The picture-taking began. I would go on to take 164 of them, and almost all are frame-worthy. This is not intended to say anything about my photography skills, but instead speaks volumes of the incredible scenery and natural beauty of Greywalls and its terrain and layout.
Putting green at Greywalls
The practice green is quick. Not quite as quick as the greens at Sweetgrass, but very fast… This could be a long day.
My group would tee off first, and the driving area on one is intimidating. A huge downhill landing area is substantially mounded and runs from left to right. It seems we are at the top of the world. Do not be intimidated by this tee shot, though. Swing away with all you’ve got. Find the fairway and then hit anything in the bag that goes straight. The downhill fairway will carry it as long as it needs to go.
Hole 1: Par 5 (579/545/509/477/416)
Look back to the tee boxes on hole 1
Hole 1: Par 5 (579/545/509/477/416)
This is where the first hole gets tricky: The green is highly elevated over its front entrance, and a back pin location was just a few yards from a sharp drop-off to a backside deposit area. The green on one is representative of most at Greywalls: Extreme mounds and edges that will shepherd misread or over-hit putts off the putting surfaces.
Hole 1: Par 5 (579/545/509/477/416)
Two is one of the trickiest holes on the course. Look for the 150-yard marker in the middle of the fairway, and hit to it. Do not get greedy on this tee shot, as the right side drops off severely to the woods, and even if it does hold will leave no shot at the green. With a front-left pin location, the green was quite possibly impossible. The green sweeps from a high left side vertically down to the front right. A huge hollow fronts the right side of the green, and a tall mound defends the left side. I actually hit a drawn eight-iron to this mound during my second attempt at the hole. The ball almost stopped on the side of the mound, rolled slowly down right to the front-left putting surface, then down the hill and off the right side of the green entirely. Do not expect to hit this green in regulation; just be happy if you’re close and hope to one-putt!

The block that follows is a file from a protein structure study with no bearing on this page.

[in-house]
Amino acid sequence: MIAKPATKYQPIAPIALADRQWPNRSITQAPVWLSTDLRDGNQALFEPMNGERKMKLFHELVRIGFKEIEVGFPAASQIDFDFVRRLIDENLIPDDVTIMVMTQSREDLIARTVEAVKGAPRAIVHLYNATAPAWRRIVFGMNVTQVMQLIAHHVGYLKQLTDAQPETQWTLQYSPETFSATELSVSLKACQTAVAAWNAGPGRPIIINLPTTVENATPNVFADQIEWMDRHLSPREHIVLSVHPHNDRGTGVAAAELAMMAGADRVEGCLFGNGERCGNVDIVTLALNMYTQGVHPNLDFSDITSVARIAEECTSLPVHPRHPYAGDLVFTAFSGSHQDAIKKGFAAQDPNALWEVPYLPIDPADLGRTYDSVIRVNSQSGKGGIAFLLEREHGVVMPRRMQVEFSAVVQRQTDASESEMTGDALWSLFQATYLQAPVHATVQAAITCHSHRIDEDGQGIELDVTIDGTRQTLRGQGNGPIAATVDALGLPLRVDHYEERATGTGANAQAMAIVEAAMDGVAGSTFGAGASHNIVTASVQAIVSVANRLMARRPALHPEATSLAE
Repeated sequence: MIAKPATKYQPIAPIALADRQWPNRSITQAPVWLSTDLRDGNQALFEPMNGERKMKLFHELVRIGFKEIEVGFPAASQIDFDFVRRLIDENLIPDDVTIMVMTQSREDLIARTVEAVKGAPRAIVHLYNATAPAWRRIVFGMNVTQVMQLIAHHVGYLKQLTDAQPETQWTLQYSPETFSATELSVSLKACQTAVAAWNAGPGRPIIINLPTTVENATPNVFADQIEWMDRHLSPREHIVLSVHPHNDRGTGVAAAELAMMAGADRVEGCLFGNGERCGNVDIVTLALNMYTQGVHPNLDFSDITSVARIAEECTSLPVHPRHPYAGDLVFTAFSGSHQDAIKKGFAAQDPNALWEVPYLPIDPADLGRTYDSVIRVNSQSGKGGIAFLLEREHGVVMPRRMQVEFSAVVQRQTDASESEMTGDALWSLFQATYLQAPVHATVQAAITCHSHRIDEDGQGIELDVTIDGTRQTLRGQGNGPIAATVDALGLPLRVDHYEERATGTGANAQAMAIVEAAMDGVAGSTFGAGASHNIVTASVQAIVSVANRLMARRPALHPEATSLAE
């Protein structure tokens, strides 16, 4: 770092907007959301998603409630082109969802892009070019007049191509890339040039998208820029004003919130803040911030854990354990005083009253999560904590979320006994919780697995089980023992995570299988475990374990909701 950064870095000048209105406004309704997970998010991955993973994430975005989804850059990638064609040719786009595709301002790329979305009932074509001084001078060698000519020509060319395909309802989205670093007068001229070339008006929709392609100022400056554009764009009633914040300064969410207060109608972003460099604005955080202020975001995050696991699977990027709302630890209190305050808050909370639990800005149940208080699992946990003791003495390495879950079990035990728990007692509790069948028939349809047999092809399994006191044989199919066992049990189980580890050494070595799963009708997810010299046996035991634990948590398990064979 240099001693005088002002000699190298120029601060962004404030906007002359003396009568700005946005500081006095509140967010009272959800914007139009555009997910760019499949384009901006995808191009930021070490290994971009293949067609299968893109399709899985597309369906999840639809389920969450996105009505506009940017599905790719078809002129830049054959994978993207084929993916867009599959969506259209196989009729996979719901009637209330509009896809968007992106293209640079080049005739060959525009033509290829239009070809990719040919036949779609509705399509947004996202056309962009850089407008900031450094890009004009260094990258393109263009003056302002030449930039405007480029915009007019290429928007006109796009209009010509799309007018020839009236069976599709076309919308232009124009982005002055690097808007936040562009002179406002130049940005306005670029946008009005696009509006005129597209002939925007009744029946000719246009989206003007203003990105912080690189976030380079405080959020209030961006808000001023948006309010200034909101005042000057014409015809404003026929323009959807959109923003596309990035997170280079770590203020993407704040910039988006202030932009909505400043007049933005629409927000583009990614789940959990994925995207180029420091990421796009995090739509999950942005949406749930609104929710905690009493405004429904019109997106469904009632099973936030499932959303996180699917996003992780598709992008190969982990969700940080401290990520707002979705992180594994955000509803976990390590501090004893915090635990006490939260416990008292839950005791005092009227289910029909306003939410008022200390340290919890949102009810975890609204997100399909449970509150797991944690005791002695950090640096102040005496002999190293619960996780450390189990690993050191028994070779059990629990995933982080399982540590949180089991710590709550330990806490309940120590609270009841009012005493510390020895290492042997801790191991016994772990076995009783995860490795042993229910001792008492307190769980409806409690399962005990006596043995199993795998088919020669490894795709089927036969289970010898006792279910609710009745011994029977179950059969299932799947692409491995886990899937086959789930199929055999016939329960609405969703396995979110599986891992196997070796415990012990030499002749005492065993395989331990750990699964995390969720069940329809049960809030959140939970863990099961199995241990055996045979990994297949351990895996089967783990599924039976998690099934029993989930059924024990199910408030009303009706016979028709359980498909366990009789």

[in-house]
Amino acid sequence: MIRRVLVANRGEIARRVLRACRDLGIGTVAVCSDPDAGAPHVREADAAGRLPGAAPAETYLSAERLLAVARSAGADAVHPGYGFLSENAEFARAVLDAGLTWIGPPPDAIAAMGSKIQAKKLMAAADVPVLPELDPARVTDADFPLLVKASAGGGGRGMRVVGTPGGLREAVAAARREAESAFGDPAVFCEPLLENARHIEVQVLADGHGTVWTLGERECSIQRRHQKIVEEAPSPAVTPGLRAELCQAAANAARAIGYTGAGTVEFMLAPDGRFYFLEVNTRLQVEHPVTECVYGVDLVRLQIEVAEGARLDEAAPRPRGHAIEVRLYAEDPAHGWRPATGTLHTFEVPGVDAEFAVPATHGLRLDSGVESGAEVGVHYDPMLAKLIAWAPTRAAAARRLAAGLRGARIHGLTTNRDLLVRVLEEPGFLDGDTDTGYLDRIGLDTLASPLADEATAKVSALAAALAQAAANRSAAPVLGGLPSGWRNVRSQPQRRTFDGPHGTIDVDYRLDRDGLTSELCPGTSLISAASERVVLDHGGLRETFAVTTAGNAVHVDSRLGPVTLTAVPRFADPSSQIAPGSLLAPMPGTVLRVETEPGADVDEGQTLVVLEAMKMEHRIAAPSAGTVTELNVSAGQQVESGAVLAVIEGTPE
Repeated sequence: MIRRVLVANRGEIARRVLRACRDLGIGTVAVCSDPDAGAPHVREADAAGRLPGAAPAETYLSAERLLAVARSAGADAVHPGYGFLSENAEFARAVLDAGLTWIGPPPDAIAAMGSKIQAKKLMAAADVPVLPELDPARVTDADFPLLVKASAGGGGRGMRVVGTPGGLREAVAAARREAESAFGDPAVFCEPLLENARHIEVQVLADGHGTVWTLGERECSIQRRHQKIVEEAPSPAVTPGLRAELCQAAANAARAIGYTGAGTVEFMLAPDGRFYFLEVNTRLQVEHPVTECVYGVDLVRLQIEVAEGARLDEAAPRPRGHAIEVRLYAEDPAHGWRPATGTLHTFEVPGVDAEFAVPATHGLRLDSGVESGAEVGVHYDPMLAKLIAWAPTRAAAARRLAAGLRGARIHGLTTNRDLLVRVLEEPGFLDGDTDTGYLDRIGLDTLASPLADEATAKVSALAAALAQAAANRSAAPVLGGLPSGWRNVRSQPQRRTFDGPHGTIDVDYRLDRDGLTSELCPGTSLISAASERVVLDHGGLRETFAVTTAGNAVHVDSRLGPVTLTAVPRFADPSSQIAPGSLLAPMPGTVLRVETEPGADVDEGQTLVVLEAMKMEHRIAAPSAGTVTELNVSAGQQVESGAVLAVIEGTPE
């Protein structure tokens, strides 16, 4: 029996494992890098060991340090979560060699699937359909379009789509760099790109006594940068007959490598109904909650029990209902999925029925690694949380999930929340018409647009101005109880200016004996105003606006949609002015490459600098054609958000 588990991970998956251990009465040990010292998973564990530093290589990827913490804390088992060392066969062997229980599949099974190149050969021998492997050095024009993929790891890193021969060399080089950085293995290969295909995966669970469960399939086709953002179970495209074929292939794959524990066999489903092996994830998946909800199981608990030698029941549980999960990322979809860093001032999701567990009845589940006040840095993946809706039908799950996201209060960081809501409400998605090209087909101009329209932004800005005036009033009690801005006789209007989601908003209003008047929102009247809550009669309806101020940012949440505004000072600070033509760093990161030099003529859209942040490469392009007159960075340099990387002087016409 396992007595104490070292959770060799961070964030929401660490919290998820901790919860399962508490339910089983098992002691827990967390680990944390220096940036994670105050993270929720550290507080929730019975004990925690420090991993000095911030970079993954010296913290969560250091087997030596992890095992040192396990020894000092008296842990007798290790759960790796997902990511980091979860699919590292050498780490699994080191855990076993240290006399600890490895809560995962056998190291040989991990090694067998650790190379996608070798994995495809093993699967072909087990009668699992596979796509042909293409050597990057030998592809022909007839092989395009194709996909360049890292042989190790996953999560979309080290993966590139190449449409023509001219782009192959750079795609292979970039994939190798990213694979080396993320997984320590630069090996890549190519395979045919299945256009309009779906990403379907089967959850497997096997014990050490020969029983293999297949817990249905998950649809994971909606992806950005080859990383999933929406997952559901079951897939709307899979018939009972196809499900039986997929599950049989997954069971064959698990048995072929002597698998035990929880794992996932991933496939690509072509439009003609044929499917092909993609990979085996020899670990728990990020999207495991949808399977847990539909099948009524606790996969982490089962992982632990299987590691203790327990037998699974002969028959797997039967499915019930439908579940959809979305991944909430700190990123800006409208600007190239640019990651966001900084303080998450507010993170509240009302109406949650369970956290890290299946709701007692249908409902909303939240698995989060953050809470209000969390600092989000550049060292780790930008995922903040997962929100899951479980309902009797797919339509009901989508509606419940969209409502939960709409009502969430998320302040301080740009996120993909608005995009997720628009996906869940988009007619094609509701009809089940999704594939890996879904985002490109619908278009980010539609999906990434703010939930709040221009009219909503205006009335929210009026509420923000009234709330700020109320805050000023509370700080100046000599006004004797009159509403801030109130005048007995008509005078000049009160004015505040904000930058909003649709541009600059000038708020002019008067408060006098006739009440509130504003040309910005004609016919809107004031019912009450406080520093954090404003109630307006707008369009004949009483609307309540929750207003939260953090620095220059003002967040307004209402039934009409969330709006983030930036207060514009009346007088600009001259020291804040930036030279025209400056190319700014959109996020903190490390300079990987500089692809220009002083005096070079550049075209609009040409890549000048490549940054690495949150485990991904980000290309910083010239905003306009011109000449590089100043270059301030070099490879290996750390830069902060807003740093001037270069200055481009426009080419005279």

Hole 2: Par 4 (425/397/364/322/287)
Hole 2: Par 4 (425/397/364/322/287) at dusk
Three is the first of the par threes at Greywalls, and features a medium-length tee shot over a waste area to a green that is defender by sand and a disaster of a back-side that leaves an almost impossible chip. The sand here is dark – the U.P. sand minerals look almost like stone – but it is actually quite soft and playable.
Hole 3: Par 3 (174/164/146/115/94)
Hole 3: Par 3 (174/164/146/115/94) at dusk
Look to the right of the hole on the third green and see what looks to be the most intimidating tee shot of your life. The fourth hole tee boxes are elevated, and the entire left side is bordered by woods and steep cliffs. A mammoth hill in the middle of the fairway leads to a lower right side fairway, though, that can be played and provides bailout for a soft fade. Use this area, as anything left will not be found on the hillside.
Hole 4: Par 4 (425/379/316/256/256)
While the tee shot on four is intimidating, the tee boxes on five offer a mere sliver of an entrance to a highly elevated fairway that runs softly right to left and provides no room for error. A huge cliff wall makes up the left side of this entrance, but can be carried for an effective tee shot. Driving up the hill to the fairway affords a beautiful view of a green that is guarded on the right side by a majestic rock wall. At just 312 yards from the granite tees, this hole is very scorable if played from the fairway.
Hole 5: Par 4 (312/312/284/251/158)
Hole 5: Par 4 (312/312/284/251/158)
Hole 5: Par 4 (312/312/284/251/158)